Stuart Andreason provides highlights from the “Technicity” course — about the good, the bad, and the unknown of using technology for public engagement.
Greg Dale explores why fairness may require more than the legal minimum.
When the approval process becomes too onerous and complex for applicants, especially those with limited resources.
Some additional observations by Wayne Lemmon on the importance to developers of time and perceived level of risk.
In the final part of the article, Wayne Lemmon looks at the real power of a pro-forma in testing out alternative development scenarios including the impacts of increased costs; time; and housing affordability.
Pro-Forma 101 continues with an examination of the impact on development of financing interest, and a look at how developers calculate a project’s anticipated profit.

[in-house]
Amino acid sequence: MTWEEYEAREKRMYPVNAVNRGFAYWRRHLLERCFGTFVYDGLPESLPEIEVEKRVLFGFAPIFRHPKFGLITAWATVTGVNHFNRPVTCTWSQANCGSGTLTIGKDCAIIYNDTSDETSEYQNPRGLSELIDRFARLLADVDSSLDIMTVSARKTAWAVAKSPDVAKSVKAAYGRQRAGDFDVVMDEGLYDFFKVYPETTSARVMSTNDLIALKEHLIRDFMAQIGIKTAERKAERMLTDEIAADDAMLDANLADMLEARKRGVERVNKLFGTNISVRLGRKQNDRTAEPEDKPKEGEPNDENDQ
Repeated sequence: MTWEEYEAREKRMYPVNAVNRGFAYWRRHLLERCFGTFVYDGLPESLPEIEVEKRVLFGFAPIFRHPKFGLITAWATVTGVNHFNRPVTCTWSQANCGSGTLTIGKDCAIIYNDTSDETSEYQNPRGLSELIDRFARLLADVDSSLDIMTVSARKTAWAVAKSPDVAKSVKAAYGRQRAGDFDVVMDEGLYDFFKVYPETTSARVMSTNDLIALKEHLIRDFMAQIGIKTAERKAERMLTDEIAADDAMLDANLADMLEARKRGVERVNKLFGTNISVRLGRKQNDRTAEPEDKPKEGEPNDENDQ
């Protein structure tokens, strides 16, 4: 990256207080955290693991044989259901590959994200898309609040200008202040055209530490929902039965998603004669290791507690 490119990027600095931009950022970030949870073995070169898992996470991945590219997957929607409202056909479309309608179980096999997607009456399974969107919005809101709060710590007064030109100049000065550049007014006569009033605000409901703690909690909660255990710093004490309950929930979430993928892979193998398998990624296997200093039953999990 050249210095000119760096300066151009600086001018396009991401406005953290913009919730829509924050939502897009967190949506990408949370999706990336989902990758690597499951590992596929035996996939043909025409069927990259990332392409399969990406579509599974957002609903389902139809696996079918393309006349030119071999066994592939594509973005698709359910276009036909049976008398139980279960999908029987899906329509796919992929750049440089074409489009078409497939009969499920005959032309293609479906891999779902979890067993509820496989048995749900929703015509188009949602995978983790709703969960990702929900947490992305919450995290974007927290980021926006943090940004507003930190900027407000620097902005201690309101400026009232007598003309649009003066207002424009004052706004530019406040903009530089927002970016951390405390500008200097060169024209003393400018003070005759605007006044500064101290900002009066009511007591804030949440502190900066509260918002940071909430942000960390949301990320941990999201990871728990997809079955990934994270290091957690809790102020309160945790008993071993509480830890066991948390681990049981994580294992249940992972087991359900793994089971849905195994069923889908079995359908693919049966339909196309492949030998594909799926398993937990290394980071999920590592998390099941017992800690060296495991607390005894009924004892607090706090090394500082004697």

A look at how a pro-forma factors in the various aspects of project development, including the costs of land acquisition, planning and design, amenities and off-site costs, and management and overhead.
To achieve a minimum level of “literacy” about the economics of development requires at least a navigational knowledge of the basic tool of real estate feasibility analysis — the pro-forma.
If your planning commission truly makes decisions that affect the well-being of the entire community, it makes sense that its membership reflects that community.
Just who does the planning commission serve? — Applicants? Citizens opposing a project? The “public”? We resume our ethics & the planning commission series with a look at this question.
A scientifically conducted survey of residents brings in the voice of the public to bear on planning issues like no forum, newspaper straw poll, or focused discussion.
Local governments that are not actively engaged in listening and adapting their services to meet the needs and expectations of their customers and citizens are setting themselves up for disappointment and failure.
What can you, as a planner or planning commissioner, do about negative attitudes towards government? You can start by doing something as simple as examining the experience citizens have when they enter the planning department office.